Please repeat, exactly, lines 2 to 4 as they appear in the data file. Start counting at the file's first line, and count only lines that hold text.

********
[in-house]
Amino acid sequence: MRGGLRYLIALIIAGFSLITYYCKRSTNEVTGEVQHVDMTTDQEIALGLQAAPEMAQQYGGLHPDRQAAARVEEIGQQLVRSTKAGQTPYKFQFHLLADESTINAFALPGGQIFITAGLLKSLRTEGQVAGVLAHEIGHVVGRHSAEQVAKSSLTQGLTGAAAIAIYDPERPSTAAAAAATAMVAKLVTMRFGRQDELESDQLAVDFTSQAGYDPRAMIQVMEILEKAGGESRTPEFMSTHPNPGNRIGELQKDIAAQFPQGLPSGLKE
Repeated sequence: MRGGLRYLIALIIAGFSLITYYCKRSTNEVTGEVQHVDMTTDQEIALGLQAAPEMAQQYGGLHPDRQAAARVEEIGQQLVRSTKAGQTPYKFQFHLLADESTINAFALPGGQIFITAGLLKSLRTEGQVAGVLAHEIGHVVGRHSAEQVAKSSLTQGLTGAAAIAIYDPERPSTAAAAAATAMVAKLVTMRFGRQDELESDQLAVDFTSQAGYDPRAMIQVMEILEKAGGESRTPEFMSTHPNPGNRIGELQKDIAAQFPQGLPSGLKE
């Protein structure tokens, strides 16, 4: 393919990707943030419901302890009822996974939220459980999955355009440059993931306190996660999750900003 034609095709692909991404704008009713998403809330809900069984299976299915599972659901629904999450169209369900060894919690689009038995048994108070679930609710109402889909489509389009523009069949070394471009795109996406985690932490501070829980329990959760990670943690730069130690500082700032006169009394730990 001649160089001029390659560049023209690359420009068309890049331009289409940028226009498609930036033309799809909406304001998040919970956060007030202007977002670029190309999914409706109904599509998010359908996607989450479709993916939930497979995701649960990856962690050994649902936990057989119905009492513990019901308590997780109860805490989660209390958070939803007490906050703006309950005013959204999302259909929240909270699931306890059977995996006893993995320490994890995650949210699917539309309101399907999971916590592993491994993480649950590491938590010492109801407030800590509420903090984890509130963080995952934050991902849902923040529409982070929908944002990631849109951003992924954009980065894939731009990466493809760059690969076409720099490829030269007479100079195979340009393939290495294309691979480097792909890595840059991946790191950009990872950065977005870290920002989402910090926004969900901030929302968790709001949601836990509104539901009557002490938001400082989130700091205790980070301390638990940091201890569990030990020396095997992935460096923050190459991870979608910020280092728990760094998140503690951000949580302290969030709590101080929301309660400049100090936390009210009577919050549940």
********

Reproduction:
Amino acid sequence: MRGGLRYLIALIIAGFSLITYYCKRSTNEVTGEVQHVDMTTDQEIALGLQAAPEMAQQYGGLHPDRQAAARVEEIGQQLVRSTKAGQTPYKFQFHLLADESTINAFALPGGQIFITAGLLKSLRTEGQVAGVLAHEIGHVVGRHSAEQVAKSSLTQGLTGAAAIAIYDPERPSTAAAAAATAMVAKLVTMRFGRQDELESDQLAVDFTSQAGYDPRAMIQVMEILEKAGGESRTPEFMSTHPNPGNRIGELQKDIAAQFPQGLPSGLKE
Repeated sequence: MRGGLRYLIALIIAGFSLITYYCKRSTNEVTGEVQHVDMTTDQEIALGLQAAPEMAQQYGGLHPDRQAAARVEEIGQQLVRSTKAGQTPYKFQFHLLADESTINAFALPGGQIFITAGLLKSLRTEGQVAGVLAHEIGHVVGRHSAEQVAKSSLTQGLTGAAAIAIYDPERPSTAAAAAATAMVAKLVTMRFGRQDELESDQLAVDFTSQAGYDPRAMIQVMEILEKAGGESRTPEFMSTHPNPGNRIGELQKDIAAQFPQGLPSGLKE
């Protein structure tokens, strides 16, 4: 393919990707943030419901302890009822996974939220459980999955355009440059993931306190996660999750900003 034609095709692909991404704008009713998403809330809900069984299976299915599972659901629904999450169209369900060894919690689009038995048994108070679930609710109402889909489509389009523009069949070394471009795109996406985690932490501070829980329990959760990670943690730069130690500082700032006169009394730990 001649160089001029390659560049023209690359420009068309890049331009289409940028226009498609930036033309799809909406304001998040919970956060007030202007977002670029190309999914409706109904599509998010359908996607989450479709993916939930497979995701649960990856962690050994649902936990057989119905009492513990019901308590997780109860805490989660209390958070939803007490906050703006309950005013959204999302259909929240909270699931306890059977995996006893993995320490994890995650949210699917539309309101399907999971916590592993491994993480649950590491938590010492109801407030800590509420903090984890509130963080995952934050991902849902923040529409982070929908944002990631849109951003992924954009980065894939731009990466493809760059690969076409720099490829030269007479100079195979340009393939290495294309691979480097792909890595840059991946790191950009990872950065977005870290920002989402910090926004969900901030929302968790709001949601836990509104539901009557002490938001400082989130700091205790980070301390638990940091201890569990030990020396095997992935460096923050190459991870979608910020280092728990760094998140503690951000949580302290969030709590101080929301309660400049100090936390009210009577919050549940």